Gripes with Sports Fans: Autographs

     Autographs.  It’s amazing how much personal, cultural, and sometimes even monetary value society gives to just a small handwriting sample.  If you think about it, that’s all an autograph really is.  They aren’t incredibly rare- the people important enough to be signing autographs end up signing a lot of them, and unless they come on a holographic baseball card, they probably aren’t worth too much.  However, that doesn’t stop some people from going a little overboard in order to get one.
     One recent autograph signing incident occurred during New York Giants training camp, and although it didn’t receive much press, it sufficiently embarrassed me as a Giants fan.  The incident occurred after practice, when receivers Odell Beckham Jr. and Victor Cruz were to be signing autographs for fans.  According to reports, the surge in people all fighting in order to meet two of the NFL’s biggest stars proved too much for part of the bleachers fans were standing on, causing them to collapse.  As people were being removed from the area, people raced over a woman having a seizure, nearly trampling her, along with repeatedly shoving a young girl into a fence to get closer to the wide receiver duo.  Beckham Jr. and Cruz were quickly escorted away before anyone was seriously injured.
     The first thing that strikes me with this story is just the appalling lack of maturity displayed by these fans.  Sure, everyone wanted a chance to get their autographs, but that doesn’t mean the situation had to become hectic.  Grown men and women were shoving each other around, along with children, acting like spoiled kids.  However, the part that strikes me the most is the woman who had a seizure.  Did no one notice the person they were stepping over, and try to make sure she was all right?  Or is getting your hat signed more important than the well-being of others?
     Now, in response to the situation, the Giants have instituted a new rule stating that only kids aged 12 and under are allowed to receive autographs.  While the rule is understandable, I disagree with its implementation.  I believe that there should not be age limits on autographs, and here’s why.  First of all, the limit of 12 seems low.  That means even most middle schoolers wouldn’t be allowed.  These are still kids!  If there should be a limit at all, I feel 18 would be an appropriate age.  However, we need to ask ourselves a question.  Why are so many adults going out of their way to get autographs from NFL players?  Surely they realize autographs are basically there for kids, right?  Here’s the deal: these people are getting the autographs for their kids.  There was a point in my life where I thought autographs were incredibly cool, and no doubt most kids had this phase.  The vast majority of us will grow out of this with time, just as I did.  However, until that age comes, parents should be able to get autographs for their kids, knowing it will make their kid’s day.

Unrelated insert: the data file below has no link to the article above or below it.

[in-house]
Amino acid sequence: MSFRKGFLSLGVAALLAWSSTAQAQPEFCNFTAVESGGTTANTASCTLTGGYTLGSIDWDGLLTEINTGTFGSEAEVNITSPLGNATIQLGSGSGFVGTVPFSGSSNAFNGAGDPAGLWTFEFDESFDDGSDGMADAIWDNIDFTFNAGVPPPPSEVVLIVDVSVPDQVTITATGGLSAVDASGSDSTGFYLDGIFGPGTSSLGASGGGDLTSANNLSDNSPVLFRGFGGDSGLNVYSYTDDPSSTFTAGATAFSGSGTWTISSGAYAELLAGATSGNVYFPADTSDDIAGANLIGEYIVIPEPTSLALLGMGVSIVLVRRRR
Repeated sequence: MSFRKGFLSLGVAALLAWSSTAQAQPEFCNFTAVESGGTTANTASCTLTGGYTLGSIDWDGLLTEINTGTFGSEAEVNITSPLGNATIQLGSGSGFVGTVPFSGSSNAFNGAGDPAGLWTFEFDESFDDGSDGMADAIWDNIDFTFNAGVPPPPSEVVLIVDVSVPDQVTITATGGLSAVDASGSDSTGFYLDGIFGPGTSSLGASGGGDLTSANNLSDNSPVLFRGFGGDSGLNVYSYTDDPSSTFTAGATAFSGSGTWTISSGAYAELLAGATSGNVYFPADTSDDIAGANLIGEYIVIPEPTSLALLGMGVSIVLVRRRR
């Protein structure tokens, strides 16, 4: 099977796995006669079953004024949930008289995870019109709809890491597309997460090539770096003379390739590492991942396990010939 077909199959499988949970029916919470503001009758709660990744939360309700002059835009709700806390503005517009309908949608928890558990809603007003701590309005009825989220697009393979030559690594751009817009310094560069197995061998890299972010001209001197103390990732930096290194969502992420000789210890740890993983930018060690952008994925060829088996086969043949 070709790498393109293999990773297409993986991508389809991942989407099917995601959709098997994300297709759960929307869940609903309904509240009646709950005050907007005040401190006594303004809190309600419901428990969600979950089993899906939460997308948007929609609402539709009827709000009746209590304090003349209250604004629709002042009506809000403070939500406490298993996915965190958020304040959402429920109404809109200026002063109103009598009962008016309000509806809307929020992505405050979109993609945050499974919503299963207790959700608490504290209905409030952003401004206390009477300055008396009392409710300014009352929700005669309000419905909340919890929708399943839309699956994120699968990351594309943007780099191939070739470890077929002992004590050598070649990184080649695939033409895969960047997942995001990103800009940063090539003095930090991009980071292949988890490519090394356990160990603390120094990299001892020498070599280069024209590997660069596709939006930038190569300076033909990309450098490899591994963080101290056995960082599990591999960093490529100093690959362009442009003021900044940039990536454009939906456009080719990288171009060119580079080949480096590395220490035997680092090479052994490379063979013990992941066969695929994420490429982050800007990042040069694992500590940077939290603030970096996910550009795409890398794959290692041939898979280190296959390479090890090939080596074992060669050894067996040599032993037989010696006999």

However, we still need to be civilized about this.  I have no problem with teams kicking out fans getting too crazy about these special signatures, because order must be maintained.  You want to get an autograph?  Wait in line peacefully, like everybody else.  Lunacy should not be rewarded.  Let’s all keep our common sense.
     Another autograph-crazy fan situation occurred just a couple weeks ago, when Stephen Curry tweeted that a fan had been tailing Curry and his family in their car for 30 miles, just hoping to receive an autograph from the current NBA MVP and reigning NBA Finals Champion.  Again, this one goes down as a lack of respect and decency.  Athletes are people too, guys.  They aren’t just characters that appear on television to play a game every now and again.  They have families, and feelings, and stalking them is just as bad as stalking any other person.
     Autographs can be a cool way to brag to your friends that you met a famous sports-figure, or a memory that you can cherish, but please remember to go about getting one the right way.

     P.S.  On the topic of autographs, I would like to note how ridiculous it is that the NCAA prohibits players from profiting off giving autographs.  Players should be allowed to profit off themselves.  If people are willing to pay players for autographs, more power to them.  It gives these student-athletes money that many of them need, and can motivate them to train and play harder.  It makes no sense that they are not allowed to profit, when disgraced baseball player Pete Rose makes over a million dollars each year just by selling his name.

Be the first to comment

Leave a comment

Your email address will not be published.


*